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The end of the line for the Surviving Sepsis Campaign, but not for early goal-directed therapy
  1. Patrick A Nee1,
  2. Emanuel P Rivers2
  1. 1School of Medical Education, University of Liverpool, UK
  2. 2Department of Emergency Medicine, Emergency Medicine and Surgical Critical Care, Wayne State University, Michigan, USA
  1. Correspondence to Dr Patrick A Nee, Emergency Department, St Helens and Knowsley Teaching Hospitals NHS Trust, Whiston Hospital, Prescot, Merseyside L35 5DR, UK; patrick.nee{at}sthk.nhs.uk

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The Surviving Sepsis Campaign (SSC) was heralded at the 15th annual congress of the European Society of Intensive Care Medicine in Barcelona in 2002 and launched in 2004. The intention was to reduce sepsis mortality by 25% within 5 years by the implementation of evidence-based guidelines—the resuscitation and management bundles. The third and final phase came to a close with the publication of the results of the performance improvement programme in December 2009.1 Voluntarily submitted data were analysed on 15 022 patients with severe sepsis and septic shock. The outcomes evaluated included compliance with performance measures and hospital mortality.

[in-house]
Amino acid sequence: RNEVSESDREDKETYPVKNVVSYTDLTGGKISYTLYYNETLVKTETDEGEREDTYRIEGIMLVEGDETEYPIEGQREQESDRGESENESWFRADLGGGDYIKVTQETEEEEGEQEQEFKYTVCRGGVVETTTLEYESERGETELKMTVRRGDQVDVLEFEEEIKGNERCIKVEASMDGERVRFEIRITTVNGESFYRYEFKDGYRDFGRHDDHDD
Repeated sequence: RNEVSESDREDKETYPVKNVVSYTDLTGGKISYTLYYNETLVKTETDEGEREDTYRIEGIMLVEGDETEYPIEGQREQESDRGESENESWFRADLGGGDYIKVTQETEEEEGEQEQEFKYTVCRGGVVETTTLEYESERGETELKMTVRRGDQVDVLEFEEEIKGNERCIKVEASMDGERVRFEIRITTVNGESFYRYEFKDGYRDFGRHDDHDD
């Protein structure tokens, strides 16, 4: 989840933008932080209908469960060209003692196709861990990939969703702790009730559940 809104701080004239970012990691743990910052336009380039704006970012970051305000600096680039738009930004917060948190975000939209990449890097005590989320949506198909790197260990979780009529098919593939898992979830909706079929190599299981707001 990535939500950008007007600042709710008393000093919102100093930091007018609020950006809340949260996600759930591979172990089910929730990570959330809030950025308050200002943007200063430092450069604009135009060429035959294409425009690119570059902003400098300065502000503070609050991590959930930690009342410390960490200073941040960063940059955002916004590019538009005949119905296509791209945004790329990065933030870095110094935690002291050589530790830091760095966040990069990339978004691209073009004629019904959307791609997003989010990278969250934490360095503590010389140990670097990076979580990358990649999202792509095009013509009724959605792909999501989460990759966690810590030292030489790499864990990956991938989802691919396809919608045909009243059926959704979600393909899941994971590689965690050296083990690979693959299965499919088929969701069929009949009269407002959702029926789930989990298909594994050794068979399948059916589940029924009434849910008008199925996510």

Compliance with the bundles increased significantly from the start of the study to the end of the final quarter, while mortality fell from 37% to 30.8% during the 2-year study period. Factors associated with increased mortality were pre-existing organ failures, pneumonia as the source of sepsis and a non-emergency department presentation. Early interventions found to be independently associated with survival benefit were timely antibiotics and blood cultures prior to administration (p=0.0001). Measurement of blood lactate was non-contributory to outcome in the whole patient population; the risk-adjusted OR for …

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